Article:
- Poster presentation
- Open Access
Delivering a drug study in primary care: trial management challenges and solutions
Trials volume 16, Article number: P179 (2015)
The NIHR HTA funded TWICS trial is investigating whether low-dose theophylline (as an adjunct to existing inhaled corticosteroids) reduces exacerbations in patients with Chronic Obstructive Pulmonary Disease. It is a pragmatic, double-blind, randomised controlled trial aiming to recruit 1424 participants; with at least 50% from primary care. The trial was therefore designed to be delivered in both primary and secondary care settings. We will present some of the challenges that we have faced, together with the solutions we have implemented: two of these are described below.
There are challenges around delivery of the intervention. Over the 12 month follow-up, participants receive 13 bottles of once or twice daily study medication. For participants recruited in secondary care sites, the first of these bottles is dispensed from the site's clinical trials pharmacy; for those recruited in primary care, it is dispensed from the lead site's clinical trials pharmacy and couriered to their home. For all participants, all subsequent supplies of study medication are couriered direct to their home. We have now recruited 650 participants, all of whom have received their supplies of study medication.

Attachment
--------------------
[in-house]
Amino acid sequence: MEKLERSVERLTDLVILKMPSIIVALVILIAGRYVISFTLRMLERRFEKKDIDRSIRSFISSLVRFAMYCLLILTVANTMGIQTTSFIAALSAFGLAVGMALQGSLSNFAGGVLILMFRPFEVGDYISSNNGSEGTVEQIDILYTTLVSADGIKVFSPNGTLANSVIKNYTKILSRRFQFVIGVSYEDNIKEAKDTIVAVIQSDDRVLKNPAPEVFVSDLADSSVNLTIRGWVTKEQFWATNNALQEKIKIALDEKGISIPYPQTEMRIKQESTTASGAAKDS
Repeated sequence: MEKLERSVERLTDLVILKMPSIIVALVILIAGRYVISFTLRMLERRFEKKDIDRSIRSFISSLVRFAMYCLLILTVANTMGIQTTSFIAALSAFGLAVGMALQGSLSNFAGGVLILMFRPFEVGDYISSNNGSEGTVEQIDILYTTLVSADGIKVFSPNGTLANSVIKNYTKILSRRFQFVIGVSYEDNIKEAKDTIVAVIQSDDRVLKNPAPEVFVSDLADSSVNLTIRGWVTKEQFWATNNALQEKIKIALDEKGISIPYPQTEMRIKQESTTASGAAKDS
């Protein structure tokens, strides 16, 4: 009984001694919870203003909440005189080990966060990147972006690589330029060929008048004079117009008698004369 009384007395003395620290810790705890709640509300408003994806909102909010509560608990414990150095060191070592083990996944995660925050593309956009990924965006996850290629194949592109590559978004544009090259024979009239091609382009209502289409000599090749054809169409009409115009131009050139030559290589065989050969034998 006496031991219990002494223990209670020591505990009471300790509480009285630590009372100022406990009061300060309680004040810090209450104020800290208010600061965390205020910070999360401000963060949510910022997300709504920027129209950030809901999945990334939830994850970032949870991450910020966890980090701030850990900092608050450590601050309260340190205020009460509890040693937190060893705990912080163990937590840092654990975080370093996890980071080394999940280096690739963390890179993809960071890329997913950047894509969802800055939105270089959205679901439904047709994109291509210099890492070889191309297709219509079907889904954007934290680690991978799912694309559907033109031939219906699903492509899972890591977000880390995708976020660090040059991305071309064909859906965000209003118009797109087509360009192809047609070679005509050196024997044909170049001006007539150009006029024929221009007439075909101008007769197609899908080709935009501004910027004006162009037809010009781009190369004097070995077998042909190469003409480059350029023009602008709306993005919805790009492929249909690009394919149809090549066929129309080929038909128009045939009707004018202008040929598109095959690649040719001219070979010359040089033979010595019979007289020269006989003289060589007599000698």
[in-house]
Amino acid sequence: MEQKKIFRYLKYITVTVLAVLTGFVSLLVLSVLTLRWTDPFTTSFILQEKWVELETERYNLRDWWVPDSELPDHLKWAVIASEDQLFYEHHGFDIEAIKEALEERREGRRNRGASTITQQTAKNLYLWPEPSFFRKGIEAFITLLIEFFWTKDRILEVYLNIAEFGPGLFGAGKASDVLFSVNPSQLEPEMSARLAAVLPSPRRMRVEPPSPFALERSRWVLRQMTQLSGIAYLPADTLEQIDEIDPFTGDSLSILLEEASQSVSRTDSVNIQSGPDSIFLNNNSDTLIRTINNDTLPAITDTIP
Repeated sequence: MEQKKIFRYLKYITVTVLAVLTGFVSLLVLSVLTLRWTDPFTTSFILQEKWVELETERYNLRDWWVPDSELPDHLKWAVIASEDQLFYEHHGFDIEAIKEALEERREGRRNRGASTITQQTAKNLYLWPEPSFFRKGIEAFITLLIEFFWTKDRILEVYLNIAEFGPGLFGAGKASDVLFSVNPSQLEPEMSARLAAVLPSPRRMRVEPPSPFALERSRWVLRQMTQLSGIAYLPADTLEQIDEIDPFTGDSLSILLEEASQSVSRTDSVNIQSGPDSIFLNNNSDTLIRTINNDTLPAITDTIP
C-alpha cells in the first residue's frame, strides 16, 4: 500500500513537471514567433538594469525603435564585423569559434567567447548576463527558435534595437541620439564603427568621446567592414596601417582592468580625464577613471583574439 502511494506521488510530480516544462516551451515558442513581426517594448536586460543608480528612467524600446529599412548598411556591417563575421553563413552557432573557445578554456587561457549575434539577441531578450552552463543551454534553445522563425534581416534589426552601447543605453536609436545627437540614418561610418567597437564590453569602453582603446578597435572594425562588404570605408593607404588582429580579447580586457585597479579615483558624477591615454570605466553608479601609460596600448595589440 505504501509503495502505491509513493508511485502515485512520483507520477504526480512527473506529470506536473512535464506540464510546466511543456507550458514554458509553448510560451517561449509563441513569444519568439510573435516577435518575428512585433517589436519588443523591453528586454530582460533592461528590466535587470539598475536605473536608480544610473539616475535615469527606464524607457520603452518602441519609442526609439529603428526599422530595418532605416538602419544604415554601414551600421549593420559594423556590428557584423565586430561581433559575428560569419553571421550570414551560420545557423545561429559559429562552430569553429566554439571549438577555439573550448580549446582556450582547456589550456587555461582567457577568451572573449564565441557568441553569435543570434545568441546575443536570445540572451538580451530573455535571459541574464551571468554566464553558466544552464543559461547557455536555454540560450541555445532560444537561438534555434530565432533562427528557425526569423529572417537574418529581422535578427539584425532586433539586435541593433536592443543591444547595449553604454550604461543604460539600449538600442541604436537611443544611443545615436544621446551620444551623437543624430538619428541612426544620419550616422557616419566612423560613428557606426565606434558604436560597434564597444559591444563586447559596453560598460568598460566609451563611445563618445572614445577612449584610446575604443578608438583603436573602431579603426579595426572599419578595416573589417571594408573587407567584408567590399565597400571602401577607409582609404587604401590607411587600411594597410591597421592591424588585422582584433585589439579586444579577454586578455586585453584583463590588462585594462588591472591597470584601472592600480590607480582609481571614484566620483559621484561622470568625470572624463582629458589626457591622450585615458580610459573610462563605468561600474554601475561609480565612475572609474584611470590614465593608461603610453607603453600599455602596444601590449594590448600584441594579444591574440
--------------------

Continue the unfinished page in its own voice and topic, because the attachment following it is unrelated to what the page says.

There are also challenges around training and initiation of multiple primary care sites, which are needed to meet the primary care recruitment target. We have adopted a “train the trainer” model and have a network of research nurses who can deliver study training to primary care practices across the North and East of England. To date, they have trained > 75 primary care practices to deliver the study.
About this article
Cite this article
Cotton, S., Innes, K., Price, D. et al. Delivering a drug study in primary care: trial management challenges and solutions. Trials 16, P179 (2015). https://doi.org/10.1186/1745-6215-16-S2-P179
- Primary Care
- Chronic Obstructive Pulmonary Disease
- Study Medication
- Secondary Care